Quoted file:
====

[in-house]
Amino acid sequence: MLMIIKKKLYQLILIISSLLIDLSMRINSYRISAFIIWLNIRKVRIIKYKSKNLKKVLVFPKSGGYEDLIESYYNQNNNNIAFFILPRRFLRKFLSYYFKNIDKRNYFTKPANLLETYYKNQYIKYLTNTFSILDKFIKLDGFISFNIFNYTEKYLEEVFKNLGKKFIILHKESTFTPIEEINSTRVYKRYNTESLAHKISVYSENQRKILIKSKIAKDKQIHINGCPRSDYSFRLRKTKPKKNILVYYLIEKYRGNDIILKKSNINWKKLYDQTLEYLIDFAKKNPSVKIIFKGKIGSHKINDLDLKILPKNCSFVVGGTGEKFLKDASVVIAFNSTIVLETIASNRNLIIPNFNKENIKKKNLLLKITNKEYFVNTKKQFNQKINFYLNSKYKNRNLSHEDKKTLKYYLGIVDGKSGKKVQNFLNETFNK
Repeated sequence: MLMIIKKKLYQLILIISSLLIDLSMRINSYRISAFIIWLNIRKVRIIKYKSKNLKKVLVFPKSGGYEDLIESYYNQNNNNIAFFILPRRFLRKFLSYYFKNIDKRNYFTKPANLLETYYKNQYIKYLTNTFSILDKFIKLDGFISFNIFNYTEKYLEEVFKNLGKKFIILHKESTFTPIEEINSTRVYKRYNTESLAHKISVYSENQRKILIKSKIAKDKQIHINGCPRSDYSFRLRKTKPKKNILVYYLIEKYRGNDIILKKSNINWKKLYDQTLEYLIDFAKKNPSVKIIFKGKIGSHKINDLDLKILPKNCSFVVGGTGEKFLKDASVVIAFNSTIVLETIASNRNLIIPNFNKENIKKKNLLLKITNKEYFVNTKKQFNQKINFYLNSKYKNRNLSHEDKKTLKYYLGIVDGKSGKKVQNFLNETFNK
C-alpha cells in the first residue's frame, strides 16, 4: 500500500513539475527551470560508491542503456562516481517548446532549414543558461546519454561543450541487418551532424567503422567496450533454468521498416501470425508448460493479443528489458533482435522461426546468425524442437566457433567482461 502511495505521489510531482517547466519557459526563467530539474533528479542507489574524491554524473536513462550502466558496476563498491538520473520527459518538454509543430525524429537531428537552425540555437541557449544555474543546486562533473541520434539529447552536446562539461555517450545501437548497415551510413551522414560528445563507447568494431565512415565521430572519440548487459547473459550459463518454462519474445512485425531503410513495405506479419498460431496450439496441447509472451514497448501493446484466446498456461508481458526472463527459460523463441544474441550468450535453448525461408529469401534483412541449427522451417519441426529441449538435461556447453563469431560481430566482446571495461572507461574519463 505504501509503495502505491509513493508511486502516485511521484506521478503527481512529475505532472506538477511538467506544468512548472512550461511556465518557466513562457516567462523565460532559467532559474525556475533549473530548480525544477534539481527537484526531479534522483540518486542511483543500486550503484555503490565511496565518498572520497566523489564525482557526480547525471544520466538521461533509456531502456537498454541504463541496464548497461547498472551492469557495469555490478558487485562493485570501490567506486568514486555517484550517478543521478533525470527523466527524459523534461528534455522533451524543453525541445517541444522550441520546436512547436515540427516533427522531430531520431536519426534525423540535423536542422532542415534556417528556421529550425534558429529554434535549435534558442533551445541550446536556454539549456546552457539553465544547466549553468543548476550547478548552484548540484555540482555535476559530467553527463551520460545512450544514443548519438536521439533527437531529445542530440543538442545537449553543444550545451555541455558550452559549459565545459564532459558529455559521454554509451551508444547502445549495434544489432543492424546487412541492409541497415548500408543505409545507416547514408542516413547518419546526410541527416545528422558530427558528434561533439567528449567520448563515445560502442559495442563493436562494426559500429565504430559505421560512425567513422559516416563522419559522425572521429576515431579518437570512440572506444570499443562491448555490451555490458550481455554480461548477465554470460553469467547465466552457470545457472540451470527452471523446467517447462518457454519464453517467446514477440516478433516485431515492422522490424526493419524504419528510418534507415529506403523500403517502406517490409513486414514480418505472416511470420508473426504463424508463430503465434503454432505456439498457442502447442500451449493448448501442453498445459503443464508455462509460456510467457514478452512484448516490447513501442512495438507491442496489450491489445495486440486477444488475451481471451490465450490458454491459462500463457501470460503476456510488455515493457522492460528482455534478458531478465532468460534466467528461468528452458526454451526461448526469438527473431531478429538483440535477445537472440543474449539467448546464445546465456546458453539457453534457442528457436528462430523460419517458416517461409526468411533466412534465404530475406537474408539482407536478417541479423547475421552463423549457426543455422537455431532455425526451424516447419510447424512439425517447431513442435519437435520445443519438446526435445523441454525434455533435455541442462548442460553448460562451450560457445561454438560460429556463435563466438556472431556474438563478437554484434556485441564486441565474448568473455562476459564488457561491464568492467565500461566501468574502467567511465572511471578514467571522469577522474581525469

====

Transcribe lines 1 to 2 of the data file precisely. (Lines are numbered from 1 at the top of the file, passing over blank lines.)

[in-house]
Amino acid sequence: MLMIIKKKLYQLILIISSLLIDLSMRINSYRISAFIIWLNIRKVRIIKYKSKNLKKVLVFPKSGGYEDLIESYYNQNNNNIAFFILPRRFLRKFLSYYFKNIDKRNYFTKPANLLETYYKNQYIKYLTNTFSILDKFIKLDGFISFNIFNYTEKYLEEVFKNLGKKFIILHKESTFTPIEEINSTRVYKRYNTESLAHKISVYSENQRKILIKSKIAKDKQIHINGCPRSDYSFRLRKTKPKKNILVYYLIEKYRGNDIILKKSNINWKKLYDQTLEYLIDFAKKNPSVKIIFKGKIGSHKINDLDLKILPKNCSFVVGGTGEKFLKDASVVIAFNSTIVLETIASNRNLIIPNFNKENIKKKNLLLKITNKEYFVNTKKQFNQKINFYLNSKYKNRNLSHEDKKTLKYYLGIVDGKSGKKVQNFLNETFNK